Asthma

Asthma is a chronic disease of the airways that causes them to narrow. An asthma attack makes breathing difficult. In many cases, asthma first presents during childhood and can be treated effectively with medication. Find more information here about symptoms, prevention, and treatment options.

At a glance

  • People with asthma are not destined to experience a worsening of symptoms over time.
  • With effective treatment, it is possible to enjoy a largely symptom-free life.
  • Treatment comprises medication and supportive measures, such as regular exercise.
  • In Germany, around 10 percent of children and 5 percent of adults have asthma.
  • Experts distinguish between allergic asthma and non-allergic asthma, based on the trigger in each case.
  • Symptoms typically occur in the form of attacks, often at night.

Note: The information in this article cannot and should not replace a medical consultation and must not be used for self-diagnosis or treatment.

Asthma: woman holding an inhaler in her hand.

What is asthma?

Asthma is a chronic disease that causes a temporary or permanent narrowing of the airways. Asthma attacks usually cause wheezing, coughing, and breathlessness. With inadequate treatment, physical fitness is impacted because the lungs are no longer able to absorb as much oxygen.

Asthma does not automatically worsen over time and can be treated effectively. With medication and supportive measures, such as regular exercise, most people with asthma can enjoy largely symptom-free lives. Over time, people with asthma learn which treatments work best for them and what they can do to avoid asthma attacks.

What are the symptoms of asthma?

In children, asthma symptoms usually consist of coughing and whistling or wheezing sounds when breathing. Teenagers and adults also experience the following additional symptoms:

  • breathlessness (often as part of an attack)
  • shortness of breath during exercise
  • noisy breathing (out) (whistling, wheezing, rattling)
  • chest tightness
  • coughing/feeling an urge to cough

Asthma symptoms typically occur in the form of sudden attacks. An asthma attack may begin with slightly impaired breathing but may progress to severe respiratory distress. People with asthma often suffer attacks at night, leaving them tired and worn-out the next day.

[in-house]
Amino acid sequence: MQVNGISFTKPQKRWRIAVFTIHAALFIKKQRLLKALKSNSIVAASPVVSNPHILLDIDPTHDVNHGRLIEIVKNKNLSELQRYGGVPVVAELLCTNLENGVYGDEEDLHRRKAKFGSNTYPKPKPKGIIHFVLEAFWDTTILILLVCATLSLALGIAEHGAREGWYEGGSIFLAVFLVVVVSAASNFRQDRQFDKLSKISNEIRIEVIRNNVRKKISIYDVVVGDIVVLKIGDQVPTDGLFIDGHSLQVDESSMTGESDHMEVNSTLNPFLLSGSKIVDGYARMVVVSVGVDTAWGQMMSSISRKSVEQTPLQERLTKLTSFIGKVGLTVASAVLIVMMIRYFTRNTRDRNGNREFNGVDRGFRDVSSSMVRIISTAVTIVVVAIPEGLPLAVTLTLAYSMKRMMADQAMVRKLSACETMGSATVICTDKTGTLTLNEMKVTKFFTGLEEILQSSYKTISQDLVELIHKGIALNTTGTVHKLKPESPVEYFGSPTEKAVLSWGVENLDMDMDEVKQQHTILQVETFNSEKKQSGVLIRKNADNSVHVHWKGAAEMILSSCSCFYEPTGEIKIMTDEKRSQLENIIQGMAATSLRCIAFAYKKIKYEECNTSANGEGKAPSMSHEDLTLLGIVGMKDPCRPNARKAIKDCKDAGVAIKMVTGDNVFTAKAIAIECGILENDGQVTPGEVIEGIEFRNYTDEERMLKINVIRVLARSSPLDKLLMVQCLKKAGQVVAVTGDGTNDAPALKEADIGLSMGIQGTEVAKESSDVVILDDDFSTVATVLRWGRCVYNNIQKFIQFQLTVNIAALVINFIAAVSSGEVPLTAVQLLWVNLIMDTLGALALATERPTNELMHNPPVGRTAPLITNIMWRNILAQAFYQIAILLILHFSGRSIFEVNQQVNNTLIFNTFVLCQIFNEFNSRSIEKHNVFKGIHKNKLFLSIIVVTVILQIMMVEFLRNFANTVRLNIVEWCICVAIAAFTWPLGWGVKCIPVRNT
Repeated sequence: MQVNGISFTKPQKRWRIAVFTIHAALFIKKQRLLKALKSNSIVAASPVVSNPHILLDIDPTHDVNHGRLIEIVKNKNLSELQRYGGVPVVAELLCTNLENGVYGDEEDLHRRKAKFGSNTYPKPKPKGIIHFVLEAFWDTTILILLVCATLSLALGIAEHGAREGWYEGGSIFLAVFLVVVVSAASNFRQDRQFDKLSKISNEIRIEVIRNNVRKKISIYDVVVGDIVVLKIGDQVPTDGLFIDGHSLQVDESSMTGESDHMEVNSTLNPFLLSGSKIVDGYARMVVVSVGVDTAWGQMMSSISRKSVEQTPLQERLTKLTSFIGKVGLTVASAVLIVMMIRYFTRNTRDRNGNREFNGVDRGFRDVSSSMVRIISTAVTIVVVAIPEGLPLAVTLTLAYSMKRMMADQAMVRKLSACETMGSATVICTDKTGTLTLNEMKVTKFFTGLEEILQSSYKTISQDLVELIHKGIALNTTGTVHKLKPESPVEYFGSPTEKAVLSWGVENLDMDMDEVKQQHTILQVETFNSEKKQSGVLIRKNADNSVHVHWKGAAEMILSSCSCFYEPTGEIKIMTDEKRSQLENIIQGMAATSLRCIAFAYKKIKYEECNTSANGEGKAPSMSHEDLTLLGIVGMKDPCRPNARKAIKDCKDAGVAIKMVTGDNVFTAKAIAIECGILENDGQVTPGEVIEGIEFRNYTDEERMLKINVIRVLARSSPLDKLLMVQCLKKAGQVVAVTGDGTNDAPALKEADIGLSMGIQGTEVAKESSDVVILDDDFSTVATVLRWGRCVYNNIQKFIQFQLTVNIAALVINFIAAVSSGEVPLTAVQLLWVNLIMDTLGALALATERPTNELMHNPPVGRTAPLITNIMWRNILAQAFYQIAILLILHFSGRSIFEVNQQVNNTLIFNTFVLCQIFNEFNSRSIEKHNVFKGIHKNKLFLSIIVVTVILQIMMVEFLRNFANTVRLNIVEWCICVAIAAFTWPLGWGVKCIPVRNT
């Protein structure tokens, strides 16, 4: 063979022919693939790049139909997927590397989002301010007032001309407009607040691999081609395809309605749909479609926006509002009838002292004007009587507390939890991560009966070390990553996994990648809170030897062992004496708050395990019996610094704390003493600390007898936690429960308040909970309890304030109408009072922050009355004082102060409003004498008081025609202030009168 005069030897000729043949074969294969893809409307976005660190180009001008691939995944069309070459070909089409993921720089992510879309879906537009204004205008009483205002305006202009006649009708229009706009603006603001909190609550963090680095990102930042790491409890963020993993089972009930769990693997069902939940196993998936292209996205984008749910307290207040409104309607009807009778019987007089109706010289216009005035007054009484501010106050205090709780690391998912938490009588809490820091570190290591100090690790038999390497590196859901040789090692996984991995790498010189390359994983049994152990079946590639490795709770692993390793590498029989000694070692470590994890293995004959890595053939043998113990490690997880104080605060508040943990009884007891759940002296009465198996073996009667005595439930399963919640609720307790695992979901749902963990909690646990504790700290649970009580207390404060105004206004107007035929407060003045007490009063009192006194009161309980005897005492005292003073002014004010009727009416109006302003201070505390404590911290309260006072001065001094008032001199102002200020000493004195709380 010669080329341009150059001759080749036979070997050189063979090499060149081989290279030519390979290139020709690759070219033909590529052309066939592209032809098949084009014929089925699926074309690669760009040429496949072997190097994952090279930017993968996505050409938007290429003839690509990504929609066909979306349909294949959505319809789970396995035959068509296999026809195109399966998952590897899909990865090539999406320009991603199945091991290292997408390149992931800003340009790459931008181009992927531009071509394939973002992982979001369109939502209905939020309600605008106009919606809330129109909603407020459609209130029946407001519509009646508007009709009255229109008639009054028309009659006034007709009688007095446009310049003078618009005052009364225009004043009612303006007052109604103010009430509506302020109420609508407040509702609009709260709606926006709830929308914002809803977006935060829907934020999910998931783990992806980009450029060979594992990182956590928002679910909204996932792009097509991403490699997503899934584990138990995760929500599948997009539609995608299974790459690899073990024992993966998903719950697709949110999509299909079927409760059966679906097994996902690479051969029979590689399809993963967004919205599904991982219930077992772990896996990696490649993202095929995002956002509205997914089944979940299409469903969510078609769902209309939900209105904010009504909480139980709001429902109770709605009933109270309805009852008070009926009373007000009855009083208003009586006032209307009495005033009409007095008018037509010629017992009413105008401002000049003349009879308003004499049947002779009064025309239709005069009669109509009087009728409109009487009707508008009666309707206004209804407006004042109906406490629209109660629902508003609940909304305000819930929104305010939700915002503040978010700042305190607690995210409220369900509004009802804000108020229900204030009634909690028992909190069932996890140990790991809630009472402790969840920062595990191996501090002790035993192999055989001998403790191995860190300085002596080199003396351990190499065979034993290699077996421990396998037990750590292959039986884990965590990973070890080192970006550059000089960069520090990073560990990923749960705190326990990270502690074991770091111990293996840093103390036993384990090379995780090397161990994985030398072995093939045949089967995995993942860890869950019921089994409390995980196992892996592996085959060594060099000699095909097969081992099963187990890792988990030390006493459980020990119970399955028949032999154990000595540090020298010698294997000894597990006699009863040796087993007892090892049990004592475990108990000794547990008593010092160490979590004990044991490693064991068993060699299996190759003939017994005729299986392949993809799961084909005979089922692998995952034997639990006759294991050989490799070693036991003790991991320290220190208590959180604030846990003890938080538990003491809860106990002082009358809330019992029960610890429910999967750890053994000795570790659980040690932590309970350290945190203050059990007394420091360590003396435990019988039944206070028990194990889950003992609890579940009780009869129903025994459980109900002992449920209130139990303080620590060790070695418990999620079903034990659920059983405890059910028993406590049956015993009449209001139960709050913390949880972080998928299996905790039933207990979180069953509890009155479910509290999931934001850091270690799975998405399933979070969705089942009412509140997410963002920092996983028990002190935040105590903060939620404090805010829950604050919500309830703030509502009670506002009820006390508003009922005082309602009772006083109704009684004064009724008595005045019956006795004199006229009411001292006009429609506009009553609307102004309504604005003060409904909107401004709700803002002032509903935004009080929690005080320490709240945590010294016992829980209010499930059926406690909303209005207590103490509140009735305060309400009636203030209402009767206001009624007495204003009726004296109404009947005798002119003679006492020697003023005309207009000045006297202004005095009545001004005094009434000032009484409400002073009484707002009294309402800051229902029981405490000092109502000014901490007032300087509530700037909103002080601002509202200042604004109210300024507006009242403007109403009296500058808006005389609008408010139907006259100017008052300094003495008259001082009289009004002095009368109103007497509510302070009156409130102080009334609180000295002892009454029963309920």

What is asthma?

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What causes asthma?

Asthma is likely to have a certain hereditary component, as it occurs more frequently in some families than others. Risk factors for asthma include:

  • atopic eczema, hay fever, or other allergies in the family
  • low birth weight
  • sex (more boys than girls have asthma)
  • having parents who smoke
Asthma may be caused by a family history of allergies, below-average birth weight; more common in boys than girls; parents who smoke.

In people with asthma, the immune system overreacts very slightly. In order for symptoms to occur, however, an additional irritant or trigger is required. When certain triggers make their way to the mucous membranes lining the bronchial tubes, the immune system then overreacts.

Important: A distinction is made between allergic asthma and non-allergic asthma, based on the trigger in each case. However, this distinction is not always clear-cut.

Allergic asthma is also known as “extrinsic” asthma because the external trigger is breathed into the airways with the air. Typical triggers include:

  • tobacco smoke (from active and passive smoking)
  • plant pollen
  • animal hair
  • dust mite droppings
  • food ingredients
  • cold air
  • perfume
  • exhaust fumes
  • certain chemicals

For more detailed information about diagnosing and treating allergic asthma, visit allergieinformationsdienst.de.

Non-allergic asthma, also known as “intrinsic” asthma, is caused not by foreign bodies that are inhaled from the environment but by irritants from within the body itself. These include:

  • bacterial and viral inflammation of the airways
  • accelerated breathing induced by physical or emotional stress
  • acetylsalicylic acid (ASA) and other painkillers that are classed as NSAIDs (non-steroidal anti-inflammatory drugs), which trigger analgesic-induced asthma.

Effects on the lungs and breathing:

  • Immune system cells are activated in the mucous membrane of the bronchioles.
  • The muscles surrounding the airways tense up.
  • The mucous membranes in the airways become inflamed and swollen.
  • Very sticky mucus is produced.

An asthma attack occurs when the tensed muscles, the swollen mucous membranes, and the sticky mucus cause excessive constriction of the airways.

How common is asthma?

Around 10% of children and 5% of adults in Germany have asthma.

People can get asthma at any age. In most cases, however, the symptoms begin during childhood or adolescence. In Germany, around 10 percent of children and 5 percent of adults have asthma. Asthma is the most common chronic disease among children.

How does the disease progress?

The progression of asthma may differ greatly between individuals. Some children or teenagers experience hardly any problems once they reach adulthood and can live almost normal lives. In other cases, however, the symptoms may persist or worsen. It is important to identify the irritants that trigger an attack and to avoid these. The way in which the disease progresses also depends to a large degree on timely treatment and on how the disease is managed by individuals themselves. It is important that medication be taken consistently and that supportive measures (such as exercise) be undertaken also, in addition to the use of special breathing techniques.